Kettlebells come in a variety of sizes and weights, so you can easily adapt to your current fitness needs. Lohre explains that they “provide a great strength training option for women who want to improve their strength while increasing flexibility and cardio endurance.” What’s more, a quick kettlebell workout is highly effective at burning calories. Research from the American Council on Exercise (ACE) found that people using kettlebells burned about 20 calories per minute. The ACE recommends 8-15 pound kettlebells for women who are beginners. Stash one by the couch so you can do a set of exercises during a commercial break or at your desk so you can do them on phone calls.

Both Lohre and Lawton say kettlebell swings are a top move to do with the equipment. Here, watch Lohre demonstrate using a dumbbell, which can be used as an alternative if you don’t have a kettlebell:

Kettlebell deadlifts, windmills and chest presses are also top picks for Lohre. These exercises are great for strengthening muscles in the back and upper body that are key for mobility and lifting.

If you have dumbbells…

If you’re going to invest in a piece of equipment, “my number one recommendation is by far a set of dumbbells,” says Lohre. They’re versatile and effective for exercise snacks that engage both your upper and lower body. Strength and resistance training are especially important for older women, notes Lawton. “Sarcopenia, which is the loss of muscle mass associated with aging, can begin as early as 30 and accelerates once we hit 60.”

So next time you get up to grab a snack, pick up a dumbbell and do a few goblet squats. Lohre says that this movement engages the lower body and core. These key muscle areas that are essential for everyday functioning of your body. For added support, do the squats with a seat behind you, touching your rear end to the seat at the bottom of each squat. Lohre shows how to do the movement here:

To get an upper-body workout in, Lohre recommends doing dumbbell lateral raises, rows and renegade rows. You can find videos of these exercises (and so many more!) on Lohre’s Exercise Database. (Or try these exercises for toned arms.)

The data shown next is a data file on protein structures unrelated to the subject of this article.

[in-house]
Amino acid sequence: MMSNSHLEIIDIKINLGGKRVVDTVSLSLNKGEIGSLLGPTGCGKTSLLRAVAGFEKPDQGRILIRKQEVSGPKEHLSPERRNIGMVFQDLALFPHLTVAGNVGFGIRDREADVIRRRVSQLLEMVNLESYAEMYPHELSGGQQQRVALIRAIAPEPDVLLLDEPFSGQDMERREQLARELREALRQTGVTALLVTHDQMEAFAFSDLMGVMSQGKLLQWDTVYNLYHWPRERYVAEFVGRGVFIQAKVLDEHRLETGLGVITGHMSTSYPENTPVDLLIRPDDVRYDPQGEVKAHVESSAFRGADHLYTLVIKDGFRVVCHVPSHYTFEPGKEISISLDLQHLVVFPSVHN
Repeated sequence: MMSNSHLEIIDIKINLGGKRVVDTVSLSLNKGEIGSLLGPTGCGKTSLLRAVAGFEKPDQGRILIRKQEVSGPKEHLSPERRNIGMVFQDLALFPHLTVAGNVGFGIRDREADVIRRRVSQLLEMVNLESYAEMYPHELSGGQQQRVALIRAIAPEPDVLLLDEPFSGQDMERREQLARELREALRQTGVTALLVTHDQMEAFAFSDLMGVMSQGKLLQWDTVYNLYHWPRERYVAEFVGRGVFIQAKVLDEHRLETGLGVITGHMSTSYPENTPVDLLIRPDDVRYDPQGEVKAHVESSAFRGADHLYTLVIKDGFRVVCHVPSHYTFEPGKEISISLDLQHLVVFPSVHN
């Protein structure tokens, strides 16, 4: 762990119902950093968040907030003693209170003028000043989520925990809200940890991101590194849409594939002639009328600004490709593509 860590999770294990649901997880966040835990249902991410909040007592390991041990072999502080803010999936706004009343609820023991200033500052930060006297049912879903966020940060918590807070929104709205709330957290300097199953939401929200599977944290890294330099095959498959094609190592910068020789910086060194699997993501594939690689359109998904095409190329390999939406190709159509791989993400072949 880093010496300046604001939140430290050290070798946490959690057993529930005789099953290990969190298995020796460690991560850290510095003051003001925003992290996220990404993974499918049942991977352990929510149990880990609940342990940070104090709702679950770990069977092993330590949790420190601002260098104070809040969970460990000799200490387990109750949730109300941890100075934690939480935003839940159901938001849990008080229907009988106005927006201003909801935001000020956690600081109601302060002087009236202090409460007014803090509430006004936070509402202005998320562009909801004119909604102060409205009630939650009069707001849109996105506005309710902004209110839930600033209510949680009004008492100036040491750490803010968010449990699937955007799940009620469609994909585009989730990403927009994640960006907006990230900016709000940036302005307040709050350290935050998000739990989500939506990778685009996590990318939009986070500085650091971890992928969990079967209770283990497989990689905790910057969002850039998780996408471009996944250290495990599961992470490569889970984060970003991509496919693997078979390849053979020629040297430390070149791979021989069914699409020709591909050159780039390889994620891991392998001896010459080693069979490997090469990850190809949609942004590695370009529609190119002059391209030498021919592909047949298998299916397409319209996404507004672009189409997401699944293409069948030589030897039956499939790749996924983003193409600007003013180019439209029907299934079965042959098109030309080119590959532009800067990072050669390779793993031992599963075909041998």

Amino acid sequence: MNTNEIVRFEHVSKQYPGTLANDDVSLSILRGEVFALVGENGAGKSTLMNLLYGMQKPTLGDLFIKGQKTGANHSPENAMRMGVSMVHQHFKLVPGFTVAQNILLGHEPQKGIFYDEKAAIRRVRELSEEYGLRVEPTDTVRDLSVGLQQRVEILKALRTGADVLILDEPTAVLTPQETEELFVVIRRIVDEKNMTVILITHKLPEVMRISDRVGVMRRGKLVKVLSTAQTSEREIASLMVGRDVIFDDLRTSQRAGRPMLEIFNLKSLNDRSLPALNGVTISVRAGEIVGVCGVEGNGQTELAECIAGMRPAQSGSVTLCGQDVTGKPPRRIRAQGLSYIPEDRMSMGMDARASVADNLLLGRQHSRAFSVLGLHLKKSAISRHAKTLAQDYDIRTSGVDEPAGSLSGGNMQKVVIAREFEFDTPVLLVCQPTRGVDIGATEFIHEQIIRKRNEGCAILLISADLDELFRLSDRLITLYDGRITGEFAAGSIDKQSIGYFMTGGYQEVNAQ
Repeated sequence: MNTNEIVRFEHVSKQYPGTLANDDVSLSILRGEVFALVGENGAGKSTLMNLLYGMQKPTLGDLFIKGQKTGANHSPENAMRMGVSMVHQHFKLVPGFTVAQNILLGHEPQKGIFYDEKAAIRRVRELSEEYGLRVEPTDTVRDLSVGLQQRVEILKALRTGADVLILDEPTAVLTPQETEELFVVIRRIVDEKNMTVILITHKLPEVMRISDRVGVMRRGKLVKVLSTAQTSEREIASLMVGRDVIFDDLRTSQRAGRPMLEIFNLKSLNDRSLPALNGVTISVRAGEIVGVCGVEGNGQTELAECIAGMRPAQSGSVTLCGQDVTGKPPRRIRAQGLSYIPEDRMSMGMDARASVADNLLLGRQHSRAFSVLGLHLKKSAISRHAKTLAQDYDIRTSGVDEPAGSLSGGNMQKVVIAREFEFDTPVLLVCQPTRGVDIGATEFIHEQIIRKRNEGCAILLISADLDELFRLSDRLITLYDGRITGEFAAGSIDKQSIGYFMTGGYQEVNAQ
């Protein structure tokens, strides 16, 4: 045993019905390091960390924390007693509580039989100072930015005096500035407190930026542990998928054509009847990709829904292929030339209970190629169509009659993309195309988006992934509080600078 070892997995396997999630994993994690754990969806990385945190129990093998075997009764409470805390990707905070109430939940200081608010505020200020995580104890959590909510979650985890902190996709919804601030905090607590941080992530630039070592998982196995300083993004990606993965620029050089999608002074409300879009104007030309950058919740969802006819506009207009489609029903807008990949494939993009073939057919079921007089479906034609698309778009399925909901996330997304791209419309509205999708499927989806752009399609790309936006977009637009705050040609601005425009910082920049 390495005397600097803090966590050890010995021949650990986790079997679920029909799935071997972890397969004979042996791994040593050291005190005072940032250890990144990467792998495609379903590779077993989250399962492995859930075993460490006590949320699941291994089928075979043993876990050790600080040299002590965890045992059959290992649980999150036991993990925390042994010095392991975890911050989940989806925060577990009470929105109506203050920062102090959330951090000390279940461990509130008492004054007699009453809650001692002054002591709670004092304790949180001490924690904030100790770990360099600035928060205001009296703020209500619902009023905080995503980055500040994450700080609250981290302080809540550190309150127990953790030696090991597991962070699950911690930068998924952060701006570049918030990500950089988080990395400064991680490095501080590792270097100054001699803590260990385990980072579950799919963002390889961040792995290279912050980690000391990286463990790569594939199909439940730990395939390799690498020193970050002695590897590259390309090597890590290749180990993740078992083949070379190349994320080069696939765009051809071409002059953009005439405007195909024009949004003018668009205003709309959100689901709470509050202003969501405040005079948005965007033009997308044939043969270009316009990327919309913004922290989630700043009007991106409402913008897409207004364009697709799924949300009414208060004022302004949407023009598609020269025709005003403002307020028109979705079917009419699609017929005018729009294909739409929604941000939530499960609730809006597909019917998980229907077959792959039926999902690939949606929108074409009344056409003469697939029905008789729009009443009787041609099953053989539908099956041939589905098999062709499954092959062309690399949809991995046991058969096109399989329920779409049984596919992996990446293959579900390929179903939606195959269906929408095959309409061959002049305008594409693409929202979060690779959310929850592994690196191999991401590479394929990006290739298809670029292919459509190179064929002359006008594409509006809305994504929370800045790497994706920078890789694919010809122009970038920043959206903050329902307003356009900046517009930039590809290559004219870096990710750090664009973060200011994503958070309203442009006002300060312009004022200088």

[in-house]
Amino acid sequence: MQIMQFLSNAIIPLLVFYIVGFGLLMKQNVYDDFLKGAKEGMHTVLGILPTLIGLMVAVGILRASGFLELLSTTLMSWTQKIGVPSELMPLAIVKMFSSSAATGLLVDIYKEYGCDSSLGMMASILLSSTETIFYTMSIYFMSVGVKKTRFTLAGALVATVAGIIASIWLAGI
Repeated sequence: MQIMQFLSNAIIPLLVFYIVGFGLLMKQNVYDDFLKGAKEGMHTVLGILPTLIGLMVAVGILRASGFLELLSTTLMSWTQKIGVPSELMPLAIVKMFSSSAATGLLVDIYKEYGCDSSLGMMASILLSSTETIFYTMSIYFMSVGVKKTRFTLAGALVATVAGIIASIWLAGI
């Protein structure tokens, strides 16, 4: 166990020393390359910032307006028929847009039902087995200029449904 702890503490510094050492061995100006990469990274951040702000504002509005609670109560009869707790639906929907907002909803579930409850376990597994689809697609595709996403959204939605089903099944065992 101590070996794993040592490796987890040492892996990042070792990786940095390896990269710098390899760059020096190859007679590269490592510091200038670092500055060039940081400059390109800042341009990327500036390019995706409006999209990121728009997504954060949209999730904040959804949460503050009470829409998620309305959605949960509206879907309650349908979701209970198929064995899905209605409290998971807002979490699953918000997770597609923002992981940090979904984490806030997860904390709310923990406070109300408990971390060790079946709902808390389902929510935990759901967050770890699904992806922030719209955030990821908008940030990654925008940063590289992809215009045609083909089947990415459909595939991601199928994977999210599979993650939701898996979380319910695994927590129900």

If you have resistance bands…

Resistance bands are a favorite of exercisers thanks to their versatility. So if you have a set at the ready, try banded good mornings, suggests Lohre. It’s a simple exercise that engages the glutes, low back and hamstrings – an area called the posterior chain that Lohre notes is key for standing and lifting. “Women who spend long amounts of time sitting or in front of a computer will notice the biggest difference when they add these in,” says Lohre. (Resistance training can also help boost weight loss results.)

Here, she demonstrates how to do the move:

To target outer thighs and glutes, try lateral band walks. “The resistance of the band during the side-to-side movement keeps the abductors continuously engaged,” explains Lohre. She’s also a fan of a band pull apart to keep shoulders strong and stable.

Alternative equipment for desk workouts

Looking to make your body-weight exercise snack a little more challenging, but don’t want to invest in equipment quite yet? “Utilizing old milk jugs and filling them with varying levels of water can take the place of dumbbells,” says Lohre. She also suggests using bags of rice or beans as a kettlebell or doing step-ups onto a stable chair. Or you can fill a backpack with heavy items to wear while you do squats and lunges, or use cans of soup as dumbbells, suggests Lawton.

This content is not a substitute for professional medical advice or diagnosis. Always consult your physician before pursuing any treatment plan.

For more ways to improve your fitness, check out these stories:

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Try This 30-Second Plank Test + See How the Results Can Help You Get Stronger

Try This Quick Sit to Stand Fitness Test + See What the Results Say About Your Longevity